Families in the Richmond region saw the rate of their inflation-adjusted incomes having the second fastest growth among all 383 metro areas in the nation.
Median household income rose 5.3 percent in the Richmond metro area in 2017 compared with 2016, according to data released in mid-September by the U.S. Census Bureau.
That growth rate is much faster than the 2.6 percent for the nation over the same period.
Household incomes in the San Diego area grew the most across the U.S. in 2017 – up 5.4 percent. Hartford, Conn., had the biggest decline, with household income falling 3.6 percent.
Such a high ranking for the Richmond region is impressive.
Yet an analysis of the underlying data shows some positive trends and raises some concerns.
On the positive side, among ethnic groups, black households registered the largest inflation-adjusted percentage increase in household income in 2017 (growth rate of 8 percent in the Richmond area compared with 2 percent in the nation).
The median income of black households in Richmond stood at $47,663 in 2017, while Asian households had the highest median income of $92,886.
Also, more than 14,000 additional households in Richmond were making an estimated income of $60,000 or more in 2017 when compared to the prior year.
More than 8,000 more households in the area had an estimated income of at least $150,000 when compared to the prior year.
As of 2017, the Richmond area’s median household income was $67,633 compared with $60,336 for the nation.
On the negative side, the Richmond metro area had 5,318 fewer households in 2017 when compared to 2016.
Even more concerning was the loss of more than 10,000 one-person households, many of whom are young adults.
If the loss of these one-person households is a result of them getting married and forming two-person households, then we would expect the census data to show about a 5,000 gain over the same period in two-persons households.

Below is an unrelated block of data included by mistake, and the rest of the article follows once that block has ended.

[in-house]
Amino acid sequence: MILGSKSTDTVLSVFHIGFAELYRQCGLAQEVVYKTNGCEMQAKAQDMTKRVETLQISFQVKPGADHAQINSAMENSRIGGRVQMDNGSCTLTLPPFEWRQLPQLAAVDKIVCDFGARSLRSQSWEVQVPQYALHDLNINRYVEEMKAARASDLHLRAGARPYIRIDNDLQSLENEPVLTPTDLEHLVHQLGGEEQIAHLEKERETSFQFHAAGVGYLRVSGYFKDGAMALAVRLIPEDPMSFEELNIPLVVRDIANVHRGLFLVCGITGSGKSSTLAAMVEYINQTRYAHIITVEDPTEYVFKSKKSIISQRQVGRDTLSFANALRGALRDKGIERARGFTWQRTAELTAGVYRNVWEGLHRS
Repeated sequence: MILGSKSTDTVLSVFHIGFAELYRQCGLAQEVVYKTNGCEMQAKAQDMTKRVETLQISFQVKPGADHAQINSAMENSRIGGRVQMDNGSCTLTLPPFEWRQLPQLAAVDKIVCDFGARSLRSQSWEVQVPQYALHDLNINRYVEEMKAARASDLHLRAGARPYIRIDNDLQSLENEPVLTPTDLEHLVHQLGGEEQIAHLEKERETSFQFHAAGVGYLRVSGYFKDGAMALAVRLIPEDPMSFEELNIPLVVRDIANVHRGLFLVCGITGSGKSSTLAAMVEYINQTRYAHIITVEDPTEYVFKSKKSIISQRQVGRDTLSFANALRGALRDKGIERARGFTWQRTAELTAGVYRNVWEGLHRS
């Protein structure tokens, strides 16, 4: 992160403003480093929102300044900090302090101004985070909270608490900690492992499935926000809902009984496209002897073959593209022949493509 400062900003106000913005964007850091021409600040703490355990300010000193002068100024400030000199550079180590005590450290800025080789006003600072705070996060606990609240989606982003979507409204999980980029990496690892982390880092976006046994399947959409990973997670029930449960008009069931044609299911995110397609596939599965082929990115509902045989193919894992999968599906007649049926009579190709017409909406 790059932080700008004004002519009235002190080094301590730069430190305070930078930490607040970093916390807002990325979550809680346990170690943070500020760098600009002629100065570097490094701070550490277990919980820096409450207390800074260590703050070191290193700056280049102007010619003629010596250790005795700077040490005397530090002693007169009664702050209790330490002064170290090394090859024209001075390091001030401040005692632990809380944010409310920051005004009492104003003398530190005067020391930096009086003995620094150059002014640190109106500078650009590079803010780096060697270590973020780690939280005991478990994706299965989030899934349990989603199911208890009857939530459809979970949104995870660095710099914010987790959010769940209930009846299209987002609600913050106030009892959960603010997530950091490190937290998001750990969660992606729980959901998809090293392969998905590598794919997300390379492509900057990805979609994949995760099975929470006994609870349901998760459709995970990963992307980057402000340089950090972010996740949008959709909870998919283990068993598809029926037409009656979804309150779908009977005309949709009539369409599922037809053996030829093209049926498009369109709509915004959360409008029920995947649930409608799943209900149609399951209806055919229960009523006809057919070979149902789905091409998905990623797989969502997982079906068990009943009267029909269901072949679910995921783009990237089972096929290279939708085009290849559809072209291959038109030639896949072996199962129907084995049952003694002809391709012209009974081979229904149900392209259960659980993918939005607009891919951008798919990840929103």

But the number of two-person households in the Richmond area actually fell by more than 1,000 in 2017.
Based on this analysis, it appears that the loss of low-income, younger households contributed to the fast growth in median income for the area.
The median household income is the benchmark where half of the region’s households earn more than this amount. When low-income households move out, this benchmark will go up even if everyone earns the same income as in previous year.
The preferred driver would be a gain in the number of households and income increases across age cohorts.
The GINI Index, a gauge of economic inequality measuring income distribution, declined from 46.5 in 2016 to 45.3 in 2017 in the Richmond area. That points to decreased income inequality.
The national index remained constant at 48.2 over this period. An index value of 0 indicates perfect equality where there is equal distribution of income.
Viewing income from this level of detail shows the need to go deeper than the average in assessing the overall health of households in the Richmond metro area.
Remember the adage: “With one foot in a bucket of ice water and one foot in a bucket of boiling water, you are, on the average, comfortable.
(This column first ran on October 1, 2018 in the Richmond Times Dispatch.)